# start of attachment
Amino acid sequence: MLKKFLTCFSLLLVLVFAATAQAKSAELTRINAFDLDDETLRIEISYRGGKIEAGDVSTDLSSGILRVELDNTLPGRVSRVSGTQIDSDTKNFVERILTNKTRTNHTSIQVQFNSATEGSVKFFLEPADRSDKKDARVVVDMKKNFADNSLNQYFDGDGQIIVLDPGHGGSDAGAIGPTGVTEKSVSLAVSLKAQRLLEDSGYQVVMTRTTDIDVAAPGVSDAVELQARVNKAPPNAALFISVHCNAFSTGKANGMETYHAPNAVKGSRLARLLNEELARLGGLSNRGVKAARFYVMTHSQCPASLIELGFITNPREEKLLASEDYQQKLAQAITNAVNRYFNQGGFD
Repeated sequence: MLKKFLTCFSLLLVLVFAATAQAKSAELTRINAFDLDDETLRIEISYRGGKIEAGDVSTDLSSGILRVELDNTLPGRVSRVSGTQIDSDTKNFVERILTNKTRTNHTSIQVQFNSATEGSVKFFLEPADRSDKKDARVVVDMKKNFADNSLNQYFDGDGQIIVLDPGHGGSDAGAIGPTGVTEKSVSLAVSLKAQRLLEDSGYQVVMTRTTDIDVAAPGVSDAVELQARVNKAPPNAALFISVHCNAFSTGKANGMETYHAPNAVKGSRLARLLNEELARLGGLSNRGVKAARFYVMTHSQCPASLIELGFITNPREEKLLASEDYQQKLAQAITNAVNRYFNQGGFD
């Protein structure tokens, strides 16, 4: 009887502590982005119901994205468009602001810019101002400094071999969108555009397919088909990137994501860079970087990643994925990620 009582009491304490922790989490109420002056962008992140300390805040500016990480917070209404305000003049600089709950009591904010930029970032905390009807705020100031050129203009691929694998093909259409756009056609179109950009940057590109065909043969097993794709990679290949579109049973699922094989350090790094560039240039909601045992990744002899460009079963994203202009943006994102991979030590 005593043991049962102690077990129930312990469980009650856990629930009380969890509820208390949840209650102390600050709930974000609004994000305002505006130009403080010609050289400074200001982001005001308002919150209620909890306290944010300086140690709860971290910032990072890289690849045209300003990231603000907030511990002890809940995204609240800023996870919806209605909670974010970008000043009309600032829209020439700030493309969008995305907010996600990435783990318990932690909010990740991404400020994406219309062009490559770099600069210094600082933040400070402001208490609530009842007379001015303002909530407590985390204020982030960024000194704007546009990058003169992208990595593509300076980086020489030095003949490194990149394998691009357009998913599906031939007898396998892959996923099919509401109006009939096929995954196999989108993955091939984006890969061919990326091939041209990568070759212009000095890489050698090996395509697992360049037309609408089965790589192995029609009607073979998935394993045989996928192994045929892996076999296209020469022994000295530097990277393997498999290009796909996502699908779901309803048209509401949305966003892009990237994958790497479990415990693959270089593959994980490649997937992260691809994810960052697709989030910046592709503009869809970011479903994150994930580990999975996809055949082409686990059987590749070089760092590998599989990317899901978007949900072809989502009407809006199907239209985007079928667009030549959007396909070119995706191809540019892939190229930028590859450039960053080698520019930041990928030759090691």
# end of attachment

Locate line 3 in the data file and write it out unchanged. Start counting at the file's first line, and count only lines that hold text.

């Protein structure tokens, strides 16, 4: 009887502590982005119901994205468009602001810019101002400094071999969108555009397919088909990137994501860079970087990643994925990620 009582009491304490922790989490109420002056962008992140300390805040500016990480917070209404305000003049600089709950009591904010930029970032905390009807705020100031050129203009691929694998093909259409756009056609179109950009940057590109065909043969097993794709990679290949579109049973699922094989350090790094560039240039909601045992990744002899460009079963994203202009943006994102991979030590 005593043991049962102690077990129930312990469980009650856990629930009380969890509820208390949840209650102390600050709930974000609004994000305002505006130009403080010609050289400074200001982001005001308002919150209620909890306290944010300086140690709860971290910032990072890289690849045209300003990231603000907030511990002890809940995204609240800023996870919806209605909670974010970008000043009309600032829209020439700030493309969008995305907010996600990435783990318990932690909010990740991404400020994406219309062009490559770099600069210094600082933040400070402001208490609530009842007379001015303002909530407590985390204020982030960024000194704007546009990058003169992208990595593509300076980086020489030095003949490194990149394998691009357009998913599906031939007898396998892959996923099919509401109006009939096929995954196999989108993955091939984006890969061919990326091939041209990568070759212009000095890489050698090996395509697992360049037309609408089965790589192995029609009607073979998935394993045989996928192994045929892996076999296209020469022994000295530097990277393997498999290009796909996502699908779901309803048209509401949305966003892009990237994958790497479990415990693959270089593959994980490649997937992260691809994810960052697709989030910046592709503009869809970011479903994150994930580990999975996809055949082409686990059987590749070089760092590998599989990317899901978007949900072809989502009407809006199907239209985007079928667009030549959007396909070119995706191809540019892939190229930028590859450039960053080698520019930041990928030759090691």